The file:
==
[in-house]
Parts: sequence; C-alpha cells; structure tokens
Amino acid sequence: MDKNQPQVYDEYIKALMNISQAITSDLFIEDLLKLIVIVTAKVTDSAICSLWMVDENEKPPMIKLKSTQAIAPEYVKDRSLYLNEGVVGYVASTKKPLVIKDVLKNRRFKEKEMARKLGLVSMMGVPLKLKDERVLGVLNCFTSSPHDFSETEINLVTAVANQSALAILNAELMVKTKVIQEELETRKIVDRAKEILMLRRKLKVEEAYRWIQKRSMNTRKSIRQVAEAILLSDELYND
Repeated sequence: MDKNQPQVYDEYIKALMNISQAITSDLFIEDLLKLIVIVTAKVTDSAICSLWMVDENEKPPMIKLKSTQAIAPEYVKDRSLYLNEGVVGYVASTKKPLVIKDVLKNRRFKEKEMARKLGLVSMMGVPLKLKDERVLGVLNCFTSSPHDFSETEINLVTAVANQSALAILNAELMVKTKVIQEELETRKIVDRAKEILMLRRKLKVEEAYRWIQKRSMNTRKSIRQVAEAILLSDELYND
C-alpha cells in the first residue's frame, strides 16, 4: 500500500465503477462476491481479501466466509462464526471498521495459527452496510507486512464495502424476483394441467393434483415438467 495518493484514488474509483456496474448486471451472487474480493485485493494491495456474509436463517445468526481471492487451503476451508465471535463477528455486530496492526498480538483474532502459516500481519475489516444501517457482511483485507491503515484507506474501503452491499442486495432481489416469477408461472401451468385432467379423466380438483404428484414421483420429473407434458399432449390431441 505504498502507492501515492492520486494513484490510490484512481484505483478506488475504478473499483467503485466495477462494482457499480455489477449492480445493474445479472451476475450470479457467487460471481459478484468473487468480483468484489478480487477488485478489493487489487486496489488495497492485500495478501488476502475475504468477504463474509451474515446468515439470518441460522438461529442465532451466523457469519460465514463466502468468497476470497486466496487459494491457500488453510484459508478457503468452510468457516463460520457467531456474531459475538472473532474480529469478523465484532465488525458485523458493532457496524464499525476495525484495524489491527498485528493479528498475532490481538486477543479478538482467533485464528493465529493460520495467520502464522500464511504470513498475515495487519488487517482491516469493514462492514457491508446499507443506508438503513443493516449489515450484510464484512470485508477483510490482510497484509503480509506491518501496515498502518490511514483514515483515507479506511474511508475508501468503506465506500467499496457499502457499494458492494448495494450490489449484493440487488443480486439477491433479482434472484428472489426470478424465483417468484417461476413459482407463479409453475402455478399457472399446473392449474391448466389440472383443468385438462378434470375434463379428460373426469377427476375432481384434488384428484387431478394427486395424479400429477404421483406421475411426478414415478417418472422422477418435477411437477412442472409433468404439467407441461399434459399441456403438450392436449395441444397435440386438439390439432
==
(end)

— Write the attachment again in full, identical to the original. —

[in-house]
Parts: sequence; C-alpha cells; structure tokens
Amino acid sequence: MDKNQPQVYDEYIKALMNISQAITSDLFIEDLLKLIVIVTAKVTDSAICSLWMVDENEKPPMIKLKSTQAIAPEYVKDRSLYLNEGVVGYVASTKKPLVIKDVLKNRRFKEKEMARKLGLVSMMGVPLKLKDERVLGVLNCFTSSPHDFSETEINLVTAVANQSALAILNAELMVKTKVIQEELETRKIVDRAKEILMLRRKLKVEEAYRWIQKRSMNTRKSIRQVAEAILLSDELYND
Repeated sequence: MDKNQPQVYDEYIKALMNISQAITSDLFIEDLLKLIVIVTAKVTDSAICSLWMVDENEKPPMIKLKSTQAIAPEYVKDRSLYLNEGVVGYVASTKKPLVIKDVLKNRRFKEKEMARKLGLVSMMGVPLKLKDERVLGVLNCFTSSPHDFSETEINLVTAVANQSALAILNAELMVKTKVIQEELETRKIVDRAKEILMLRRKLKVEEAYRWIQKRSMNTRKSIRQVAEAILLSDELYND
C-alpha cells in the first residue's frame, strides 16, 4: 500500500465503477462476491481479501466466509462464526471498521495459527452496510507486512464495502424476483394441467393434483415438467 495518493484514488474509483456496474448486471451472487474480493485485493494491495456474509436463517445468526481471492487451503476451508465471535463477528455486530496492526498480538483474532502459516500481519475489516444501517457482511483485507491503515484507506474501503452491499442486495432481489416469477408461472401451468385432467379423466380438483404428484414421483420429473407434458399432449390431441 505504498502507492501515492492520486494513484490510490484512481484505483478506488475504478473499483467503485466495477462494482457499480455489477449492480445493474445479472451476475450470479457467487460471481459478484468473487468480483468484489478480487477488485478489493487489487486496489488495497492485500495478501488476502475475504468477504463474509451474515446468515439470518441460522438461529442465532451466523457469519460465514463466502468468497476470497486466496487459494491457500488453510484459508478457503468452510468457516463460520457467531456474531459475538472473532474480529469478523465484532465488525458485523458493532457496524464499525476495525484495524489491527498485528493479528498475532490481538486477543479478538482467533485464528493465529493460520495467520502464522500464511504470513498475515495487519488487517482491516469493514462492514457491508446499507443506508438503513443493516449489515450484510464484512470485508477483510490482510497484509503480509506491518501496515498502518490511514483514515483515507479506511474511508475508501468503506465506500467499496457499502457499494458492494448495494450490489449484493440487488443480486439477491433479482434472484428472489426470478424465483417468484417461476413459482407463479409453475402455478399457472399446473392449474391448466389440472383443468385438462378434470375434463379428460373426469377427476375432481384434488384428484387431478394427486395424479400429477404421483406421475411426478414415478417418472422422477418435477411437477412442472409433468404439467407441461399434459399441456403438450392436449395441444397435440386438439390439432